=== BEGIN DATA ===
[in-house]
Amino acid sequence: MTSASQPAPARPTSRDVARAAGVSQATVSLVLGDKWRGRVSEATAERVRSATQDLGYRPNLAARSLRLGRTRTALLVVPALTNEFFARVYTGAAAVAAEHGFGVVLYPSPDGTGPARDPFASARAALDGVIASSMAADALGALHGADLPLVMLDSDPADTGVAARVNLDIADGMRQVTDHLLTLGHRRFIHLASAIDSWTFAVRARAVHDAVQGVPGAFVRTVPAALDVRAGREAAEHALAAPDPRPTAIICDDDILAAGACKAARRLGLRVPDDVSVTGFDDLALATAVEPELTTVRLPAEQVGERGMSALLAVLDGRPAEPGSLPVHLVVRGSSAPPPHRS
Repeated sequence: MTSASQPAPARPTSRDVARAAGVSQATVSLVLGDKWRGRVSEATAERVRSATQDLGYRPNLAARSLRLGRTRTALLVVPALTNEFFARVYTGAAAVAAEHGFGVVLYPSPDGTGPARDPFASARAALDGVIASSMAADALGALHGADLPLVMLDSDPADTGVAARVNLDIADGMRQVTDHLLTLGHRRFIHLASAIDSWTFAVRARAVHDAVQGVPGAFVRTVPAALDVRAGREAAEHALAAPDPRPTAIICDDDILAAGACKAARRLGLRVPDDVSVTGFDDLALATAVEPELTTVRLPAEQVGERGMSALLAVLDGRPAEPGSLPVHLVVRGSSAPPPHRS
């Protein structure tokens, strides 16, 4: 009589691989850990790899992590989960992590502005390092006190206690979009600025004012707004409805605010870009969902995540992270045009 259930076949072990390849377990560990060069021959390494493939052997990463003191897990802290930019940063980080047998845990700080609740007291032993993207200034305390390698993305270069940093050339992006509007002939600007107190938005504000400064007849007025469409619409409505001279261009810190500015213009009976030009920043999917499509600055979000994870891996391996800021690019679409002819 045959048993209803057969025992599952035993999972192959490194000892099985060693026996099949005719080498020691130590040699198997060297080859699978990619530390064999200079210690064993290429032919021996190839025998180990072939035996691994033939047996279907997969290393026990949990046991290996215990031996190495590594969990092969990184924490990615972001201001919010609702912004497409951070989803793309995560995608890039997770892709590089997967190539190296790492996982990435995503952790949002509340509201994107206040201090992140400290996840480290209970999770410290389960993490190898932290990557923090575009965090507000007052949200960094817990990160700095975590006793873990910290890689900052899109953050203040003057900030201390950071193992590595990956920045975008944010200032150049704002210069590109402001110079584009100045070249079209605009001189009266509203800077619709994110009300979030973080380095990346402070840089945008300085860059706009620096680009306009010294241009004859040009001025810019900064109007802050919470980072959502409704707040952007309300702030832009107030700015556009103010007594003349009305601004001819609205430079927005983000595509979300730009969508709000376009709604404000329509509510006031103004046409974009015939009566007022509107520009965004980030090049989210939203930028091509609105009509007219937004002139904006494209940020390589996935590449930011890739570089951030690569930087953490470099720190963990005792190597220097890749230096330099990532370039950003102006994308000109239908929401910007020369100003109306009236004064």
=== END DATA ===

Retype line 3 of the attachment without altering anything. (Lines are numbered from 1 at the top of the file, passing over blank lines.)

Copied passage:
Repeated sequence: MTSASQPAPARPTSRDVARAAGVSQATVSLVLGDKWRGRVSEATAERVRSATQDLGYRPNLAARSLRLGRTRTALLVVPALTNEFFARVYTGAAAVAAEHGFGVVLYPSPDGTGPARDPFASARAALDGVIASSMAADALGALHGADLPLVMLDSDPADTGVAARVNLDIADGMRQVTDHLLTLGHRRFIHLASAIDSWTFAVRARAVHDAVQGVPGAFVRTVPAALDVRAGREAAEHALAAPDPRPTAIICDDDILAAGACKAARRLGLRVPDDVSVTGFDDLALATAVEPELTTVRLPAEQVGERGMSALLAVLDGRPAEPGSLPVHLVVRGSSAPPPHRS